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Lifebuoy calls for handwashing to fight child mortality

New York – Lifebuoy has called for hygiene to be recognised as a key intervention to reducing child mortality.

Handwashing with soap as critical policy

Partnerships between business, NGOs and governments are crucial to accelerate live-saving handwashing programmes at the necessary scale. 

As part of this week’s 68th United Nations General Assembly in New York, Lifebuoy gathered experts from across public and private organisations to look at how handwashing with soap can help more children reach the age of five. Key in this discussion was the role the private sector can play in accelerating progress towards the Millenium Development Goal which aims to reduce child mortality.

Paul Polman, CEO Unilever, Jeffrey Sachs, Director of the Earth Institute at Columbia University, Karl Hofmann, President and CEO Population Services International (PSI), Pavanjit-Singh Bedi, Lifebuoy Global Brand Director, and Kajol, distinguished Indian actress, handwashing ambassador and Help a Child Reach 5 advocate, agreed that scaling up lifesaving handwashing with soap programmes must be recognised as a critical policy to reduce child mortality.

Partnerships are vital

Paul Polman, member of the High Level Panel Post 2015, said: “Governments can find it hard to engage with programmes that involve behaviour change. Hygiene is an area which has been often overlooked. No business, government or UN agency can achieve the agreed reduction of child mortality alone, but by working together we can combine the expertise, resources and policy needed to achieve real change.” 

Partnerships are vital in scaling-up lifesaving programmes. One great example is the global Public-Private Partnership for Handwashing with Soap established in 2001 and which is a coalition of international stakeholders, including Unilever’s Lifebuoy, whose focus is on handwashing and child health.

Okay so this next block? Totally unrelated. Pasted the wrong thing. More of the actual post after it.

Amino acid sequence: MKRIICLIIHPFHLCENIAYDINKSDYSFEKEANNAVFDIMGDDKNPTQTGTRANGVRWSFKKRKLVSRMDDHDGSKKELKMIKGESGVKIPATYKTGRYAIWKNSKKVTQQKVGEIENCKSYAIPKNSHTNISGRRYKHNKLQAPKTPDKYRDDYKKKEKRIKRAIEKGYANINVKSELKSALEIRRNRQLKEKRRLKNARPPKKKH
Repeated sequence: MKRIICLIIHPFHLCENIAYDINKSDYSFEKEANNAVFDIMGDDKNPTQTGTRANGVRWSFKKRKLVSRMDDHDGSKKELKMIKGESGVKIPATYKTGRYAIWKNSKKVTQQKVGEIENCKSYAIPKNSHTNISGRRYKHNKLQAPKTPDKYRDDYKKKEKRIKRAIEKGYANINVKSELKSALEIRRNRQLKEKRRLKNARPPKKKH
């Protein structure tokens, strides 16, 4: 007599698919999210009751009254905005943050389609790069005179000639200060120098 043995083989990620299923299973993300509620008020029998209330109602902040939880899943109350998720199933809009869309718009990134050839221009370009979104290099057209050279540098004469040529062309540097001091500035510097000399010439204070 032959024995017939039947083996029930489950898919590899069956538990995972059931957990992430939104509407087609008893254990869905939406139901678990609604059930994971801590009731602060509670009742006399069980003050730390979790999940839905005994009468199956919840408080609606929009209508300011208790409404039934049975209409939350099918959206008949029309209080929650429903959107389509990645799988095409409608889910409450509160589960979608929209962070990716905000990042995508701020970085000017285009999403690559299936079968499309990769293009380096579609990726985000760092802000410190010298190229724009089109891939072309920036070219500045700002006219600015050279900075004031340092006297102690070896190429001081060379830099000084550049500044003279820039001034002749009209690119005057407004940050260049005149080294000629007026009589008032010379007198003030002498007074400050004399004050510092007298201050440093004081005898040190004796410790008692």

Global Handwashing Day – 15 October

Each year on 15 October, over 200 million people are involved in the celebration of Global Handwashing Day in over 100 countries around the world. In addition, Lifebuoy works with for example global partners such as The Earth Institute and PSI to implement its handwashing behaviour change programmes across the world, teaching children, new mothers and community leaders this lifesaving habit. 

Lifebuoy has a proven model for handwashing behaviour change and launched its Help a Child Reach 5 handwashing campaign to improve the health of Thesgora, a village with one of the highest rates of diarrhoea in India. Lifebuoy won’t stop at Thesgora – the brand wants to expand its life-saving mission, village by village. The campaign won’t stop until child mortality due to diarrhoea is eliminated. 

Kajol said: “Here at the UN Summit, policymakers and governments have an opportunity to look at what needs to happen if we are to hit the child mortality reduction target by 2015. I urge those discussing the outcome and recommendations of this summit to ensure that handwashing with soap gets the recognition it needs as the most cost-effective policy we have at our disposal to achieve child mortality reduction under five by two-thirds by 2015”.

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